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Home Lab v3

·1094 words·6 mins
Home Lab - This article is part of a series.
Part 3: This Article

It’s been quite a while since I reworked my Home Lab environment.

Home Lab v2
·1670 words·8 mins
The Home Lab moves into a cubby.

While minor changes happened along the way, like adding more storage and changing enclosures for the RaspberryPis, it hadn’t been completely torn down and rebuilt for a couple of years. While I’m not a devout advocate of the “everything needs to be rebuilt from scratch every $N $time_period” philosophy, at times it can be a valuable exercise.

In my case, we were planning a massive house remodel that would have necessitated us moving out. To prepare for that, I migrated smaller workloads to a K3s instance running on cloud VMs, and collapsed the large workloads into a single local NUC, also running K3s. This meant my Ceph cluster needed to be taken down, so all the data was either migrated to the cloud instances or to a ZFS array attached to the local NUC. After all this was done, the plans for the remodel basically fell apart. That meant there was no longer a need to move out, and I could pull everything back to a local cluster.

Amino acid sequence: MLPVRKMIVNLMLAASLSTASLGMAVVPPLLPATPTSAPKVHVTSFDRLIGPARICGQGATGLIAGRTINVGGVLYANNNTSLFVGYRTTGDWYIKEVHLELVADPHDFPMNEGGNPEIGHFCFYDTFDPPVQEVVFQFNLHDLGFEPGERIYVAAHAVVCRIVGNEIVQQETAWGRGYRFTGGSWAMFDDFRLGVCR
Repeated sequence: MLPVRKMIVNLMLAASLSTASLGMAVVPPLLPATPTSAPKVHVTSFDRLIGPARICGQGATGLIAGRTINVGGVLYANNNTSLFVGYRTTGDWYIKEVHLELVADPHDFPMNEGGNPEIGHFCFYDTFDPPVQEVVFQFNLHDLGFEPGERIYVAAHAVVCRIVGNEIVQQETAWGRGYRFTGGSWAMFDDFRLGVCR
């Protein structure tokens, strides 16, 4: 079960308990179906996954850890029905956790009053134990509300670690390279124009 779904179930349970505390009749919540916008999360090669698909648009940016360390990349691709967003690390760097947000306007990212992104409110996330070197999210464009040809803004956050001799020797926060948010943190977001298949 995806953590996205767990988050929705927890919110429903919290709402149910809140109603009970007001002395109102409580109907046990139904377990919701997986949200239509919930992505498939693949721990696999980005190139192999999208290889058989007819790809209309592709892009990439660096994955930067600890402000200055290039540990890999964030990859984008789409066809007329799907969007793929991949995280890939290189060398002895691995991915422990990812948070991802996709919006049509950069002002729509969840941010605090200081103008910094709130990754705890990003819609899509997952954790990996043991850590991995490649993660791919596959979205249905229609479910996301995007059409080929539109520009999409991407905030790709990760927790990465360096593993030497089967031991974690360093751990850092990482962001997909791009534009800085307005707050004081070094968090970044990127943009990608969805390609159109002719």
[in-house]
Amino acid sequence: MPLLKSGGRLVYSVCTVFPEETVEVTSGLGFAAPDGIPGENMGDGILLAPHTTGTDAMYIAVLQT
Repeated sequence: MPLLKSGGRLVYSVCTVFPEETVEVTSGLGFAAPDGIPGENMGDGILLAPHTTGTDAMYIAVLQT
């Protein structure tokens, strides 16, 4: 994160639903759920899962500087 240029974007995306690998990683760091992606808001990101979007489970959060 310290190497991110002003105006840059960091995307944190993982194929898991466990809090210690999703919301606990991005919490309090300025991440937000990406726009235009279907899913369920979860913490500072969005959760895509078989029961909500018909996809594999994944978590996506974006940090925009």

While I considered standing up an environment just like the previous one, instead I took some time to think about the parts that had worked well, along with the parts that hadn’t.

Briefly I considered sticking with a K3s cluster, but that didn’t last long. One of the reasons I like to run Kubernetes is to gain expertise that can be used elsewhere. While K3s is nice, it is also different enough that I would worry about missing elements that only exist in an actual Kubernetes cluster.

With the previous cluster, I ran with an HA control-plane. I’m glad I learned how that configuration works, but for my Home Lab environment it is overkill. Pods don’t cycle that much, and if something is unable to relaunch immediately because the control-plane is offline for a while that’s not a serious issue. My Home Lab does not have five nines. 😎 So for the new cluster I decided to go with a single control-plane node.